The Curiosity rover, which is designed to explore Mars, has found an ancient oasis on Mars. Researchers working with the Curiosity rover have found salt-enriched…
New images from NASA’s Cassini spacecraft chronicle the birth and evolution of the colossal storm that ravaged the northern face of Saturn for nearly a year. New animations show the storm from its emergence as a tiny spot in a single image almost one year ago, on December 5, 2010, through its subsequent growth into a storm so large it completely encircled the planet by late January 2011. The monster tempest, which extended north-south approximately 9,000 miles (15,000 kilometers), is the largest seen on Saturn in the past two decades and is the largest by far ever observed on the planet from an interplanetary spacecraft. The storm’s 200-day active period also makes it the longest-lasting planet encircling storm ever seen on Saturn.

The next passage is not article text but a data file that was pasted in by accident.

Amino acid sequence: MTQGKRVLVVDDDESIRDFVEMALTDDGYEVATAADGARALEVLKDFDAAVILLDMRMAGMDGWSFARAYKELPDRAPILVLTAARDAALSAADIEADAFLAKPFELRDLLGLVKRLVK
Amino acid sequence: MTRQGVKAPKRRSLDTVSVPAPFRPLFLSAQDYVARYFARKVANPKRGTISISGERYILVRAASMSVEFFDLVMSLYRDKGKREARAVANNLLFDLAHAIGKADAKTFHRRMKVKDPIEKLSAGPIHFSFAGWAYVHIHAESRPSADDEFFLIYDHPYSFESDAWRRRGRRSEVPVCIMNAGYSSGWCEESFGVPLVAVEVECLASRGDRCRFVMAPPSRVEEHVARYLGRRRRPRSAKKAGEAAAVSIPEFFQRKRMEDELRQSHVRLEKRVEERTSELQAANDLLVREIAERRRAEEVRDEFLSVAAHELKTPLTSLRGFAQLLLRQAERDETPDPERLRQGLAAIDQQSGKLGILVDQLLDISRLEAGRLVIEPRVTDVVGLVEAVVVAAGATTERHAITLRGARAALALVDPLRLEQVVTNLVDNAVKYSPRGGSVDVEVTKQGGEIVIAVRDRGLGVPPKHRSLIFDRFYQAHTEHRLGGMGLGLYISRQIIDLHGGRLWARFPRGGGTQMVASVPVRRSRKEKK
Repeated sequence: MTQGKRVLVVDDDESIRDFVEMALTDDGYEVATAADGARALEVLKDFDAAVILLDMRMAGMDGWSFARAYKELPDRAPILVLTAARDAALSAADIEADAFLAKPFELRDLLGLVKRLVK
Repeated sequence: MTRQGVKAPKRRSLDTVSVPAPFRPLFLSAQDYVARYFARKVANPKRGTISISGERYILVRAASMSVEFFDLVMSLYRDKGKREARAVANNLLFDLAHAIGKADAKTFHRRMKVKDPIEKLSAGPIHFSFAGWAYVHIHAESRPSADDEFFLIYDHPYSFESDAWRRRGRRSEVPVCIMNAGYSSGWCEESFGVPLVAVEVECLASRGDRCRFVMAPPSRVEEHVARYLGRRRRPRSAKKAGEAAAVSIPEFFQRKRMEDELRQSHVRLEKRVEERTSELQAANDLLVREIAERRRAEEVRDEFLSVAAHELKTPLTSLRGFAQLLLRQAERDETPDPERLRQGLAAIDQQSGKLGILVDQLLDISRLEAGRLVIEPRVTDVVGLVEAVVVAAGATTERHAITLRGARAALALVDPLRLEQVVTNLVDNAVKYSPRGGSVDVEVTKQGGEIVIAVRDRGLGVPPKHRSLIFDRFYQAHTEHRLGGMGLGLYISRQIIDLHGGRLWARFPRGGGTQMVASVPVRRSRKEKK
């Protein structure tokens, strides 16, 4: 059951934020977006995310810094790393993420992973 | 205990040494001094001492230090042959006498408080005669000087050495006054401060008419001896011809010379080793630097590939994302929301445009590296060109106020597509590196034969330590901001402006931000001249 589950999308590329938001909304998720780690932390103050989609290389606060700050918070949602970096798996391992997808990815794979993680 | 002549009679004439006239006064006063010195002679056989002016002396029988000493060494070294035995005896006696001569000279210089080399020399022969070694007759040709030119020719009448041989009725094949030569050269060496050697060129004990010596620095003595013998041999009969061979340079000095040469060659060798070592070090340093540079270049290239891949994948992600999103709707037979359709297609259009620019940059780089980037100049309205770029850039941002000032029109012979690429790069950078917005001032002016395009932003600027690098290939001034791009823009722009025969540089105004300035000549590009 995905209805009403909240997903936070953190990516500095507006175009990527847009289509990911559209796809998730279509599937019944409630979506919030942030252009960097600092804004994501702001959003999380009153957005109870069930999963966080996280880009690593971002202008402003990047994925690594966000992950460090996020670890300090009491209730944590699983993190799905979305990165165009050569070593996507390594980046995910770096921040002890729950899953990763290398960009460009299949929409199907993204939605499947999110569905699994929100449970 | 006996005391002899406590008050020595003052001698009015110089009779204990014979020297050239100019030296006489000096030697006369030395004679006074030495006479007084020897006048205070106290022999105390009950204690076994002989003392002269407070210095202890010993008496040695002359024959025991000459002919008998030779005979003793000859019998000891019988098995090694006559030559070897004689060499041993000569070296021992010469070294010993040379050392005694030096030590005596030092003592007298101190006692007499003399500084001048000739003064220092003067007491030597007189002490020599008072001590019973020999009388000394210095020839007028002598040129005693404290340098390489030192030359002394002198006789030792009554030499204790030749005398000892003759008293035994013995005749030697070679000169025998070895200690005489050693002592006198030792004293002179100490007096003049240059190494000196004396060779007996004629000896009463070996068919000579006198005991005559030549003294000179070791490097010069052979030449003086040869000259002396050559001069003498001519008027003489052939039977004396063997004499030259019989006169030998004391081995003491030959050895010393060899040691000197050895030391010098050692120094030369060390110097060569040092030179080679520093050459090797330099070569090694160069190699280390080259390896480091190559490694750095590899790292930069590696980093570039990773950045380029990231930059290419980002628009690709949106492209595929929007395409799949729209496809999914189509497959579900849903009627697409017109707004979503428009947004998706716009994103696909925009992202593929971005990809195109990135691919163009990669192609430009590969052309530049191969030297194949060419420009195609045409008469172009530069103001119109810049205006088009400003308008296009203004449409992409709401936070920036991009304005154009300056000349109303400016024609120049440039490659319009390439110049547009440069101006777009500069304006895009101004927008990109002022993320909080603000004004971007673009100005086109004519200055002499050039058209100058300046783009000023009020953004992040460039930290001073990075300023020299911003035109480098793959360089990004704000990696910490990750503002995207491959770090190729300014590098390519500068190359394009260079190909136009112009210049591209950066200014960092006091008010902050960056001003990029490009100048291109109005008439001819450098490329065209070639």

According to Kunio Sayanagi, a Cassini imaging team associate and planetary scientist at the University of California, Los Angeles this storm is a completely different kind of beast compared to anything they saw on Saturn previously with Cassini. The fact that such outbursts are episodic and keep happening on Saturn every 20 to 30 years or so is telling us something about deep inside the planet, but they have yet to figure out what it is. Current plans to continue the mission through 2017 will provide opportunities for Cassini to witness further changes in the planet’s atmosphere as the seasons progress to northern summer.
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